The 'Next Web' tech conference is under fire for stiffing professional speakers
The 2017 Next Web conference, a tech event held in Amsterdam in May, features 56 keynote speakers, only 14 of whom are women. That's exactly 25%. But current and former Next Web speakers and invitees say the gender gap is nothing compared to the gender pay gap — a glaring and frequent issue at conferences often dominated by white men.
New York Times best-selling author Luvvie Ajayi is one of several professional speakers who were asked to appear at the Next Web conference without pay. According to Forbes, a representative told Ajayi the company had "no budget to pay any of the speakers and everything they make goes back to production." No travel budget either. "All [the Next Web] can offer is experience, audience and publicity."
Slack engineer Erica Baker was also asked to speak at the conference. When she checked in with her speaker's bureau, she was informed that the Next Web didn't cover speaker's fees.
Yet that wasn't quite true.
Forbes contributor Christina Wallace, a speaker at the Next Web's 2016 conference, noted that while she wasn't paid for speaking, she was in fact compensated for travel. Another author and former tech executive said that after asking "several of the men who have spoken" whether or not they were paid, it was split "50-50."
So why the disparity? To clear things up, Next Web CEO Boris Veldhuijzen van Zanten responded to the Forbes article in an email to Ajayi. He explained that it was false that there was no speaker budget for the conference. There is a pay gap, he admitted, but it's a "logical" one. The Next Web prioritizes whom it pays based on "relevance" and "factors such as knowledge, success, fame and most importantly, demand."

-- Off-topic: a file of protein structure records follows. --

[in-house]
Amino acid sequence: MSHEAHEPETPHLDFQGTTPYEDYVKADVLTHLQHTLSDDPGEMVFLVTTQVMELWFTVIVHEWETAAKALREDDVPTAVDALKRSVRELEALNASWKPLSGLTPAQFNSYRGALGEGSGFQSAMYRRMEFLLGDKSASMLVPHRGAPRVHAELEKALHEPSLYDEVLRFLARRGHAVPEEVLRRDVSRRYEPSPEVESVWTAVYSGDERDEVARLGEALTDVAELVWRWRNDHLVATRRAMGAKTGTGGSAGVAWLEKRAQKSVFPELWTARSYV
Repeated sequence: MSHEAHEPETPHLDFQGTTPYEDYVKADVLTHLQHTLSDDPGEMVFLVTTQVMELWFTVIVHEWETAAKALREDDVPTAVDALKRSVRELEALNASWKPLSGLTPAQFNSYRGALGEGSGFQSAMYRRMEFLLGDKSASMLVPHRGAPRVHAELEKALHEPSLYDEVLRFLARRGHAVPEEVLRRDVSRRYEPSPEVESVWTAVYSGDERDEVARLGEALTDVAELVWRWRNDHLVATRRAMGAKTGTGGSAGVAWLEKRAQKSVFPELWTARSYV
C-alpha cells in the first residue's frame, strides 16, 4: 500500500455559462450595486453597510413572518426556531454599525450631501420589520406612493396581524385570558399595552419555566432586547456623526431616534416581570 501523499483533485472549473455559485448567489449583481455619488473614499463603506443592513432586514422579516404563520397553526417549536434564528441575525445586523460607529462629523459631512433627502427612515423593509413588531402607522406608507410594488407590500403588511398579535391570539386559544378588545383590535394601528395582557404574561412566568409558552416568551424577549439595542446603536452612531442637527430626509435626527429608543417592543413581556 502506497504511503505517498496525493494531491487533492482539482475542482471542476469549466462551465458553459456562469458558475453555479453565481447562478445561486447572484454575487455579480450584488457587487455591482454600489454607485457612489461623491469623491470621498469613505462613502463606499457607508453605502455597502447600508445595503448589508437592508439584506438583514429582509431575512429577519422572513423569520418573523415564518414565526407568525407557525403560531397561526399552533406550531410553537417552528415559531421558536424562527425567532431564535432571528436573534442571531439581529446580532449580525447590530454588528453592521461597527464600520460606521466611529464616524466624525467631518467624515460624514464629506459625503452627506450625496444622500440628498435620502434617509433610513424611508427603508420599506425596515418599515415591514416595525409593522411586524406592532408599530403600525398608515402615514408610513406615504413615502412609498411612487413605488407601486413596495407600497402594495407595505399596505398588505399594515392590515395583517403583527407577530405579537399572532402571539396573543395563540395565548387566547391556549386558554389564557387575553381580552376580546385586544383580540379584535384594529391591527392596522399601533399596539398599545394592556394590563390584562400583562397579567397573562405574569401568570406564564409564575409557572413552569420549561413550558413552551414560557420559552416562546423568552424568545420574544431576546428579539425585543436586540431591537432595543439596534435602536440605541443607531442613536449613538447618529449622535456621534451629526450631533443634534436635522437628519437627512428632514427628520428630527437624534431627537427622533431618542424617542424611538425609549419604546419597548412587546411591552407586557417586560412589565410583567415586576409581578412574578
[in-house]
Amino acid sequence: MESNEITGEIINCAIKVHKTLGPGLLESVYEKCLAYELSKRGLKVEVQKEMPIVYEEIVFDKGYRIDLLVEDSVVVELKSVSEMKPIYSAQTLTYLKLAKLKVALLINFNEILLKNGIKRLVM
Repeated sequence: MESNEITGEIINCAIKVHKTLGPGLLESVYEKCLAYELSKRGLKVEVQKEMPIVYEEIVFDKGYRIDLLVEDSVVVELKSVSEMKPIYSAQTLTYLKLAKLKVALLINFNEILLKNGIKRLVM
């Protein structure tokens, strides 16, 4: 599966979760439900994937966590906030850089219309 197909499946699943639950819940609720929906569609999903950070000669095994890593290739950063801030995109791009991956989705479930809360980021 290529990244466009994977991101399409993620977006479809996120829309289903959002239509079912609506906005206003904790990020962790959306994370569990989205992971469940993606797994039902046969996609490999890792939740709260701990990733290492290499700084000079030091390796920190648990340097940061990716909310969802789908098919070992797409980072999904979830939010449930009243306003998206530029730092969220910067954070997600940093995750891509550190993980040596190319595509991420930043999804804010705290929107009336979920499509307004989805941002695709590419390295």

On Twitter, van Zanten added that at the 2016 conference, of the 140 speakers, "about 5 of them got some form of payment (mostly we bought books) and about 20 got tickets." One of whom was Vayner Media founder Gary Vaynerchuk, who told Forbes he was paid in bulk book buying.
Ajayi and van Zanten exchanged tweets, and the conversation spread as people picked apart van Zanten's email and Twitter responses, criticizing the CEO for selective treatment and poor transparency.
Van Zanten countered that he was being "accused of mansplaining." He added, "You just can't ever win that argument."
In an email to Mic, van Zanten was reluctant to elaborate on the record. He said that "the talk about inequality is incredibly important, to me personally and the whole team, but no matter what we say on the matter we will be misquoted and misinterpreted." (Ajayi did not respond to our request for comment.)
Van Zanten went on, doubling down on the "mansplaining" complaint:
"If I go into too much detail, I'm mansplaining. If I keep my answers short, I'm not giving the issue the attention it needs. My takeaway is that more discussion is better, but nothing good will come from saying much more myself. My goal is just to show we mean well by doing rather than talking."
On Twitter, the conversation evolved into the necessity for women and people of color to "prove their worth" in order to achieve equal pay.
The conversation around the Next Web conference makes a few things clear: Having women and people of color onstage is meaningless without paying them equally to their white and male counterparts. Expecting professional women to speak for free while compensating men at the same conference only widens the pay gap and sets a detrimental precedent for other women in the industry. Also, it's questionable whether van Zanten can successfully argue that there isn't a strong enough "demand" for Ajayi to get paid — his company reached out to her to begin with.